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> Sql Azure - Database Performance, Any Version    
 
   
jleach
post Sep 15 2015, 07:47 AM
Post#1


UtterAccess Editor
Posts: 9,812
Joined: 7-December 09
From: Staten Island, NY, USA


(with approval from Gord and the crew - thanks!)

We've been doing a fair bit of work with Access FEs connected to SQL Azure BEs for a while now (technically called "SQL Database"). From both the client and the developer end, one of the most often heard concerns is performance.

Acceptable performance against a remote backend can be obtained, but it takes a different approach than what many of us are used to in terms of desktop application development in a local client/server environment.

Attached is a document that explains much of how we tackle the problem. Below is a generalized ToC describing the contents:

Foreword: why this was written, common concerns, and how we’ll attempt to address the problem.
A Context and a Goal: This describes an example company that we’ll use throughout the article – a service company with some fairly demanding requirements. We’ll also define the ultimate goal that we’re attempting to achieve in terms of performance.
Getting Grounded: This discusses the basis of concerns when working with remote databases. Namely the ODBC driver and how it effects performance. This section also gives us some insight as to how we can recognize certain types of data and handle them accordingly, as there’s different methods that may work better than others depending on what “type” of data we’re working with.
List/Static Data: how to handle data that’s more or less “just there” and isn’t expected to change often.
Primary Data: core recordsets, form binding, basic CRUD operations on non-complex data.
Handling Complex Queries: the real fun… how to efficiently work with highly complex datasets for more sophisticated processes and views. This section starts by a detailed look at the example company’s schema, defines an example query, discusses passthrough queries in some depth, how to manage updates to complex data and finally some other design considerations for working with “heavy” datasets.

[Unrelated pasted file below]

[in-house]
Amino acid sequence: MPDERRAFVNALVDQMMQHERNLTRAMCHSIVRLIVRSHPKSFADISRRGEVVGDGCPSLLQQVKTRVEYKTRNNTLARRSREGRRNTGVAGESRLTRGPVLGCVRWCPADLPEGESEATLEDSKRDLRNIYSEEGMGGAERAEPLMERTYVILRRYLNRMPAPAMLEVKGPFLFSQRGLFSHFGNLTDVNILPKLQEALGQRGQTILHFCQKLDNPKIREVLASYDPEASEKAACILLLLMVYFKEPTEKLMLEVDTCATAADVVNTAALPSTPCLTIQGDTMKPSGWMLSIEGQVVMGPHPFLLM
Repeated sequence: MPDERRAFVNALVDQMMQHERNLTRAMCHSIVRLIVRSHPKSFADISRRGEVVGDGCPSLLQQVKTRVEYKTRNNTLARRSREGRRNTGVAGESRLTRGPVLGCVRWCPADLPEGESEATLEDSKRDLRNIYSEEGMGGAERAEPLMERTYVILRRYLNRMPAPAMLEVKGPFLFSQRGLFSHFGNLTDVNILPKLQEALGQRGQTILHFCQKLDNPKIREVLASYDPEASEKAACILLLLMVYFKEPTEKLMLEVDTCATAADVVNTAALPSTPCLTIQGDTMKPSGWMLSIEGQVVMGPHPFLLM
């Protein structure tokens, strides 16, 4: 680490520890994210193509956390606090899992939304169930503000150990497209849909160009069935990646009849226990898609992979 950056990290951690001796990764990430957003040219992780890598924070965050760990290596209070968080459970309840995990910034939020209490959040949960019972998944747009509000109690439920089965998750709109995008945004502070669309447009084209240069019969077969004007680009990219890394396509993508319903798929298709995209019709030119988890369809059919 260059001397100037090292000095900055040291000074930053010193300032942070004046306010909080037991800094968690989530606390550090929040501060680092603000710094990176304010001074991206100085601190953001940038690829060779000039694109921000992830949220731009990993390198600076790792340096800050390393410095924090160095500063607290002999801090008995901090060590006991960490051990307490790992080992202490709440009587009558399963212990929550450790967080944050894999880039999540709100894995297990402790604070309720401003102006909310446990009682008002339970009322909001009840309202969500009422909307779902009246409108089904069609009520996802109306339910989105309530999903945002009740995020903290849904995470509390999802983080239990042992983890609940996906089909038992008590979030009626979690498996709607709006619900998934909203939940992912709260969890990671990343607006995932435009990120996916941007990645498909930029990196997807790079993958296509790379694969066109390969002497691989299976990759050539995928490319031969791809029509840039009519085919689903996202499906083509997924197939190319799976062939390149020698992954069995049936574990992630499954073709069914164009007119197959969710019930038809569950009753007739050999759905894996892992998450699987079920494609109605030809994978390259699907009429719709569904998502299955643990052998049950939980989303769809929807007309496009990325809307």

Tips, Tricks and Other Considerations: Here, topics on threading, timers and events, async processing, service queues, remote polling, denormalization, XML/JSON and stored procedure/bind parameters should give us some food for thought.

At 44 pages long, you might want to grab a coffee if you intend to read it...

I appreciate any feedback on the document. Thanks!

Attached File  05___Database_Performance__v1.0_.pdf ( 1.39MB )Number of downloads: 103
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nuclear_nick
post Sep 15 2015, 08:22 AM
Post#2



Posts: 1,401
Joined: 5-February 06
From: Ohio, USA


I just skimmed over it for now, will get into heavy reading later, maybe. I don't use Azure, most of our data is Access or ODBC, though, so I found some useful things, and some validation on what I do already.

For instance, I have a 'common tables' database that is blank, and when the database starts, it is copied to the user's local drive and populated with data that rarely changes, to make things faster. Initial loading of the database and the tables takes a bit, but after that...

As for readability and skimming, I like the style. Just one minor nit-pick, and that is the diagrams of relationships on page 21, I think it is... the lines don't match up field to field, like they would in an Access relationship window. (I do like the 'key' image instead of '1' to 'infinity'.)

Enjoyable skim. Thank you, Jack!
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jleach
post Sep 15 2015, 08:30 AM
Post#3


UtterAccess Editor
Posts: 9,812
Joined: 7-December 09
From: Staten Island, NY, USA


Thanks.

I usually include the "sideload" database (as I tend to call it - a term I picked up from Brent I believe) as part of the application package itself, and the startup procedures dump the cache tables and reload them. It's very effective - as explained within, one of the most effective (and easy) things to do.

Most of the performance implications tend to lie in how to treat the ODBC driver correctly, and the concept is held to throughout the writeup. It's written as if we were using Access to Azure, but the underlying concepts tend to apply to any client/remote server setup (as well as LAN setups as well, for that matter).

For the ERD snippets, that's how SSMS gave it to me! shrug.gif

Cheers,
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